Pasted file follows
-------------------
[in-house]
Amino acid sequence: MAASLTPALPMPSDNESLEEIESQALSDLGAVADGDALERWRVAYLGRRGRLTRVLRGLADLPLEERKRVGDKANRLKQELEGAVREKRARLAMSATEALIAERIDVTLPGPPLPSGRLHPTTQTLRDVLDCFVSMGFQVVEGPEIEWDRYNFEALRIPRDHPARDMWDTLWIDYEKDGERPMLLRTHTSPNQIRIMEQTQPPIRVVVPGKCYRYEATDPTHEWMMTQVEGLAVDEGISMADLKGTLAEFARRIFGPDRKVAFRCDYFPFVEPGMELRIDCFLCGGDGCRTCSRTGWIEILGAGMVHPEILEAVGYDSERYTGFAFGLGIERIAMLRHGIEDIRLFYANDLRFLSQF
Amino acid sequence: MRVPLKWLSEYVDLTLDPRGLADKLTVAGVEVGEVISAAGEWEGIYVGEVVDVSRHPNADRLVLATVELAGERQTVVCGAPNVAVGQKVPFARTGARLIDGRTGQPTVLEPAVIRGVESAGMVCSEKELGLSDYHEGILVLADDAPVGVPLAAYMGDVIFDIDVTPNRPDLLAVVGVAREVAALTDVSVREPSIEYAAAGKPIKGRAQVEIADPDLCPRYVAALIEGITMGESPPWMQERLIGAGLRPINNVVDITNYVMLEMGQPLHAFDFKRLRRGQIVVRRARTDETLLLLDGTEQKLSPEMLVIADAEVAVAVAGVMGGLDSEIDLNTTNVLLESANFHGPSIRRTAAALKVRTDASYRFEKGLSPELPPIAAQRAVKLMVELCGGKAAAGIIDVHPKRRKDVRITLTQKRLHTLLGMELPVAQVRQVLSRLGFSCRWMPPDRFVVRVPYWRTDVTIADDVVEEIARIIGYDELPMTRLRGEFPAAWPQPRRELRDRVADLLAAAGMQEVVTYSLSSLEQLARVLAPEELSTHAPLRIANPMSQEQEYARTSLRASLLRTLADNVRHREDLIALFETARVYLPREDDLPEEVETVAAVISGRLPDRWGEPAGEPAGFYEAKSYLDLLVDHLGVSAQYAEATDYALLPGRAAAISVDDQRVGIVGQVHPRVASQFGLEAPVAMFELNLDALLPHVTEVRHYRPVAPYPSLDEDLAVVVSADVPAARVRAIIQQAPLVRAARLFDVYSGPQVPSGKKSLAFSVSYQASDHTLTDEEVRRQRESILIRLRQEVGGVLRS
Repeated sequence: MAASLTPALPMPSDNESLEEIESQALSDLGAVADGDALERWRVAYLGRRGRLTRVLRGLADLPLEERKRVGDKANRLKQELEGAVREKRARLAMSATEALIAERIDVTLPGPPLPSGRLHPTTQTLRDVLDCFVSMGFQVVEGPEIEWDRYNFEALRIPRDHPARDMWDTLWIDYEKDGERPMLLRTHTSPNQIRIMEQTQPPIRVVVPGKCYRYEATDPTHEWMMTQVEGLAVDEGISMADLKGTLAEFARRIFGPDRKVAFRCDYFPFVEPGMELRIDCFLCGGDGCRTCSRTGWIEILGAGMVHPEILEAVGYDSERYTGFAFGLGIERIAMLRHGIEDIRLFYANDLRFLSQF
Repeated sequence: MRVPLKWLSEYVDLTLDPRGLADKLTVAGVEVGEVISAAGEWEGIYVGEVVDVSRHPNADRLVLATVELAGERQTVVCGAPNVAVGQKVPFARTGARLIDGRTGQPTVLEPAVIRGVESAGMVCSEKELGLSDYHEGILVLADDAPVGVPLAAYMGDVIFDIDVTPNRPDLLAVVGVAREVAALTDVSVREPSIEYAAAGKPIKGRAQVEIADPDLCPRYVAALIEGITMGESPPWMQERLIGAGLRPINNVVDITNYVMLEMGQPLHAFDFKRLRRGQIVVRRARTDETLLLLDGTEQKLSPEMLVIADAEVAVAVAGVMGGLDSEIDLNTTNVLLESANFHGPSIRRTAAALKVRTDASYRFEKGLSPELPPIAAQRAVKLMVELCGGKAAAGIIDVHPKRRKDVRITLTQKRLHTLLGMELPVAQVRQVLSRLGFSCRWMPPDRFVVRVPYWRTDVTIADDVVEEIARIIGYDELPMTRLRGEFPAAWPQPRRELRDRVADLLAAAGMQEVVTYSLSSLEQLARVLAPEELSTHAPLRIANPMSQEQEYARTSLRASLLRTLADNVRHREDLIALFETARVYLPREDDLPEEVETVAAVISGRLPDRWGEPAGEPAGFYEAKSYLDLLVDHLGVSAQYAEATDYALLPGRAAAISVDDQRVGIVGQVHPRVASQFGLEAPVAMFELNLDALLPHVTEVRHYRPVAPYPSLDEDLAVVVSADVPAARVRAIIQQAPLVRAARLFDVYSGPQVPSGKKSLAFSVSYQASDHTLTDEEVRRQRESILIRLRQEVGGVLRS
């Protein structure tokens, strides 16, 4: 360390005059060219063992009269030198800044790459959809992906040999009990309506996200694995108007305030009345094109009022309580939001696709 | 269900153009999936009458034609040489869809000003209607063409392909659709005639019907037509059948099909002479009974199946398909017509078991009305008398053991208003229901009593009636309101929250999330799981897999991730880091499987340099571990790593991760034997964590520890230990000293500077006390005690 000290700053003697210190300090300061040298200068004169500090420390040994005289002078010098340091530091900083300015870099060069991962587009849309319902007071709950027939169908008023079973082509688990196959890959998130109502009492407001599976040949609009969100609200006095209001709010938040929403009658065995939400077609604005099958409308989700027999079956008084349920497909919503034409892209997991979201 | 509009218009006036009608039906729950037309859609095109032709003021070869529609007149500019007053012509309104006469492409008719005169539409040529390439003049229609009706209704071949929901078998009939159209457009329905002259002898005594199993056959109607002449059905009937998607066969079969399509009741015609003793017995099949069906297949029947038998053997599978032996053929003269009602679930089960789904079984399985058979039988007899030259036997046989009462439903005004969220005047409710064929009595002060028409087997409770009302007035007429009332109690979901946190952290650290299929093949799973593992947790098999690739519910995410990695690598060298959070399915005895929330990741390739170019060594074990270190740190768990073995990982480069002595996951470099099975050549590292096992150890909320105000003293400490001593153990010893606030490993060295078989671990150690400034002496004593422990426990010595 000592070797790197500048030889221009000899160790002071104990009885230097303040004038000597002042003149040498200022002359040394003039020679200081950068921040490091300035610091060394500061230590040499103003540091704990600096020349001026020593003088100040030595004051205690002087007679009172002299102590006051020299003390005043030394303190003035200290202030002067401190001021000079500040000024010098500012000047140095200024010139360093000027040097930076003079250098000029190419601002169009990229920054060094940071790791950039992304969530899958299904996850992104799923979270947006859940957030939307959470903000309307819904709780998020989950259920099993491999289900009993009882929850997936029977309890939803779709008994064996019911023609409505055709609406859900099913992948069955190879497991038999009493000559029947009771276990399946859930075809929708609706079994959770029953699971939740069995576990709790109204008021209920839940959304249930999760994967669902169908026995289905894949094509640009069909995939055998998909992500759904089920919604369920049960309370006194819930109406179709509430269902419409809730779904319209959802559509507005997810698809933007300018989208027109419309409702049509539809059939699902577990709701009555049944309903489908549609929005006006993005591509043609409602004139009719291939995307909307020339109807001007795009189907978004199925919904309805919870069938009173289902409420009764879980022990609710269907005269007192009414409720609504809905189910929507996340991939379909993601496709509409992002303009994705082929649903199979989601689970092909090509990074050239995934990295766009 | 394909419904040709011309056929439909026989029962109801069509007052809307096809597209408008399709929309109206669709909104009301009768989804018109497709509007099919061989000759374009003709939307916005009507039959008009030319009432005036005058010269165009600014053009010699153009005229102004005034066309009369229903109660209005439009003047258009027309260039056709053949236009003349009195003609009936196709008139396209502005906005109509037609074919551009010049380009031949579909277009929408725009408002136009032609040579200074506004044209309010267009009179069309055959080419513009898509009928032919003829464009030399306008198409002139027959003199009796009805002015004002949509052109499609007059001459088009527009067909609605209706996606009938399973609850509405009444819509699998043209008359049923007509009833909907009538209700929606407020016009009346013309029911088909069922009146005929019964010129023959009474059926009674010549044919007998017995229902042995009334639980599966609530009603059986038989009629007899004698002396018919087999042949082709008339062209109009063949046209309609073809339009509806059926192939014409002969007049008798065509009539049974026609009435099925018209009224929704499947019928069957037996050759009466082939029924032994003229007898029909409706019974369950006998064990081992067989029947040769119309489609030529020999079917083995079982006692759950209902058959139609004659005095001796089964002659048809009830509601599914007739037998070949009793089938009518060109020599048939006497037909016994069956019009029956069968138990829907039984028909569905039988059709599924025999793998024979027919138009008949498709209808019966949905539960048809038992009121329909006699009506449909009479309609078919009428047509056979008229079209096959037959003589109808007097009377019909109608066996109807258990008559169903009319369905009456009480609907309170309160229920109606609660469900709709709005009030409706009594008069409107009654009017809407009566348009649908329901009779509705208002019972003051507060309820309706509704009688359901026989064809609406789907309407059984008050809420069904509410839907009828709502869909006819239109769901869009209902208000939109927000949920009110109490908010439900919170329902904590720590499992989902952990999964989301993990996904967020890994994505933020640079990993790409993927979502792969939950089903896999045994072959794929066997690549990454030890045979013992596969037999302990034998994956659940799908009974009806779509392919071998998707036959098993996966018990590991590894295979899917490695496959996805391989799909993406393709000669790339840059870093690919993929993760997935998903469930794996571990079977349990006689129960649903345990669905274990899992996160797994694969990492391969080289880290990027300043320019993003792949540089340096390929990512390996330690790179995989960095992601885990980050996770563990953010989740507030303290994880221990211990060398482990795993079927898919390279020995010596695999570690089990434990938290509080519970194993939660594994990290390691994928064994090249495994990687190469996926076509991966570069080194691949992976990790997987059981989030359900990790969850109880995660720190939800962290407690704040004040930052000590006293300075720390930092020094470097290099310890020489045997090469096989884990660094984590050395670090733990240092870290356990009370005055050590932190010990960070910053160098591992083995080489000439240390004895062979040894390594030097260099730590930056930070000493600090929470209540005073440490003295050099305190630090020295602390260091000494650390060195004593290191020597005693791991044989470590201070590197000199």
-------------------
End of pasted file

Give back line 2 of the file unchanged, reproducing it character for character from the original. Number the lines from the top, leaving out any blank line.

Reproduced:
Amino acid sequence: MAASLTPALPMPSDNESLEEIESQALSDLGAVADGDALERWRVAYLGRRGRLTRVLRGLADLPLEERKRVGDKANRLKQELEGAVREKRARLAMSATEALIAERIDVTLPGPPLPSGRLHPTTQTLRDVLDCFVSMGFQVVEGPEIEWDRYNFEALRIPRDHPARDMWDTLWIDYEKDGERPMLLRTHTSPNQIRIMEQTQPPIRVVVPGKCYRYEATDPTHEWMMTQVEGLAVDEGISMADLKGTLAEFARRIFGPDRKVAFRCDYFPFVEPGMELRIDCFLCGGDGCRTCSRTGWIEILGAGMVHPEILEAVGYDSERYTGFAFGLGIERIAMLRHGIEDIRLFYANDLRFLSQF